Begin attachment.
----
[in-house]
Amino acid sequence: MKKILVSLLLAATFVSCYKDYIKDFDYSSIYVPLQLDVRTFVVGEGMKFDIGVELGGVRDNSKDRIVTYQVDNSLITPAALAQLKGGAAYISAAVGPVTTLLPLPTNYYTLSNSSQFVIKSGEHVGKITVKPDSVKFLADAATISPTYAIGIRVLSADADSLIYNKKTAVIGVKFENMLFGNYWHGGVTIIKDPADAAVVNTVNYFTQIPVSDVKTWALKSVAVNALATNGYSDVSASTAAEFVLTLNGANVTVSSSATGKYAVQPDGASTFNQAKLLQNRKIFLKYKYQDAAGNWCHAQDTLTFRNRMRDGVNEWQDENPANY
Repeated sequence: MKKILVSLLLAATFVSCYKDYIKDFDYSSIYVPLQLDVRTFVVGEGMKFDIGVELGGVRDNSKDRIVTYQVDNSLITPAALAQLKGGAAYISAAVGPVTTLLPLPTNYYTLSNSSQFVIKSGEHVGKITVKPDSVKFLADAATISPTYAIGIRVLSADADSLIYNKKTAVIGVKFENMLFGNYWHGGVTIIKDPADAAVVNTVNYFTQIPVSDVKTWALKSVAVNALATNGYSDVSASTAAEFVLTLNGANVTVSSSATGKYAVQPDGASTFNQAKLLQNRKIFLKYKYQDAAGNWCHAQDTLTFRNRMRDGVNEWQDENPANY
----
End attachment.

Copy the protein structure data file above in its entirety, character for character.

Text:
[in-house]
Amino acid sequence: MKKILVSLLLAATFVSCYKDYIKDFDYSSIYVPLQLDVRTFVVGEGMKFDIGVELGGVRDNSKDRIVTYQVDNSLITPAALAQLKGGAAYISAAVGPVTTLLPLPTNYYTLSNSSQFVIKSGEHVGKITVKPDSVKFLADAATISPTYAIGIRVLSADADSLIYNKKTAVIGVKFENMLFGNYWHGGVTIIKDPADAAVVNTVNYFTQIPVSDVKTWALKSVAVNALATNGYSDVSASTAAEFVLTLNGANVTVSSSATGKYAVQPDGASTFNQAKLLQNRKIFLKYKYQDAAGNWCHAQDTLTFRNRMRDGVNEWQDENPANY
Repeated sequence: MKKILVSLLLAATFVSCYKDYIKDFDYSSIYVPLQLDVRTFVVGEGMKFDIGVELGGVRDNSKDRIVTYQVDNSLITPAALAQLKGGAAYISAAVGPVTTLLPLPTNYYTLSNSSQFVIKSGEHVGKITVKPDSVKFLADAATISPTYAIGIRVLSADADSLIYNKKTAVIGVKFENMLFGNYWHGGVTIIKDPADAAVVNTVNYFTQIPVSDVKTWALKSVAVNALATNGYSDVSASTAAEFVLTLNGANVTVSSSATGKYAVQPDGASTFNQAKLLQNRKIFLKYKYQDAAGNWCHAQDTLTFRNRMRDGVNEWQDENPANY